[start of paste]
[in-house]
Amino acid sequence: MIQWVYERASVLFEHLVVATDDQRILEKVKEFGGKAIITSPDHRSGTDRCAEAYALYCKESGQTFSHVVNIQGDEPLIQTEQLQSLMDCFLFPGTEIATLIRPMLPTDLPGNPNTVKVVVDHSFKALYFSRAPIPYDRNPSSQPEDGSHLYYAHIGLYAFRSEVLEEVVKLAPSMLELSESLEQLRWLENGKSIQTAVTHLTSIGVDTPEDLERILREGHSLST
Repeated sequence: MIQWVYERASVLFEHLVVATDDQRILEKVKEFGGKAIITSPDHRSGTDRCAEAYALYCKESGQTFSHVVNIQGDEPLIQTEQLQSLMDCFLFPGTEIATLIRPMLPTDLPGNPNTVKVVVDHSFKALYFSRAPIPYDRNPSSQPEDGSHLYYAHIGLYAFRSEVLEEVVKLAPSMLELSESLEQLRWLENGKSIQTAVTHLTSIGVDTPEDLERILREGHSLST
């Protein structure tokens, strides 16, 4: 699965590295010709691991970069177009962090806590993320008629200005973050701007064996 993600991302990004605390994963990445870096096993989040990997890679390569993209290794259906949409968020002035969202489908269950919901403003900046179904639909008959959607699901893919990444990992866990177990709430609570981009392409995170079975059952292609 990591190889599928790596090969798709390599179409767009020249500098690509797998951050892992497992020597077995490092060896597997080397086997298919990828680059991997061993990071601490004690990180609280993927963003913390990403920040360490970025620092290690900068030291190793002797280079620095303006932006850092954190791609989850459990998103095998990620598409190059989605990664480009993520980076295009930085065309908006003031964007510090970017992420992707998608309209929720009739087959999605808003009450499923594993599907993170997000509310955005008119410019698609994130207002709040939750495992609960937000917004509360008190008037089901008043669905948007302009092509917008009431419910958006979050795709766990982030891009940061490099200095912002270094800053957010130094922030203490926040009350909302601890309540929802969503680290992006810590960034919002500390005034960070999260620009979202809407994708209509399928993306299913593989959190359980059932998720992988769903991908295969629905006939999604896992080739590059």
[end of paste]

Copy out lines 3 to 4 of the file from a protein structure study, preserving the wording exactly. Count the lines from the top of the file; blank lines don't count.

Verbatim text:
Repeated sequence: MIQWVYERASVLFEHLVVATDDQRILEKVKEFGGKAIITSPDHRSGTDRCAEAYALYCKESGQTFSHVVNIQGDEPLIQTEQLQSLMDCFLFPGTEIATLIRPMLPTDLPGNPNTVKVVVDHSFKALYFSRAPIPYDRNPSSQPEDGSHLYYAHIGLYAFRSEVLEEVVKLAPSMLELSESLEQLRWLENGKSIQTAVTHLTSIGVDTPEDLERILREGHSLST
């Protein structure tokens, strides 16, 4: 699965590295010709691991970069177009962090806590993320008629200005973050701007064996 993600991302990004605390994963990445870096096993989040990997890679390569993209290794259906949409968020002035969202489908269950919901403003900046179904639909008959959607699901893919990444990992866990177990709430609570981009392409995170079975059952292609 990591190889599928790596090969798709390599179409767009020249500098690509797998951050892992497992020597077995490092060896597997080397086997298919990828680059991997061993990071601490004690990180609280993927963003913390990403920040360490970025620092290690900068030291190793002797280079620095303006932006850092954190791609989850459990998103095998990620598409190059989605990664480009993520980076295009930085065309908006003031964007510090970017992420992707998608309209929720009739087959999605808003009450499923594993599907993170997000509310955005008119410019698609994130207002709040939750495992609960937000917004509360008190008037089901008043669905948007302009092509917008009431419910958006979050795709766990982030891009940061490099200095912002270094800053957010130094922030203490926040009350909302601890309540929802969503680290992006810590960034919002500390005034960070999260620009979202809407994708209509399928993306299913593989959190359980059932998720992988769903991908295969629905006939999604896992080739590059």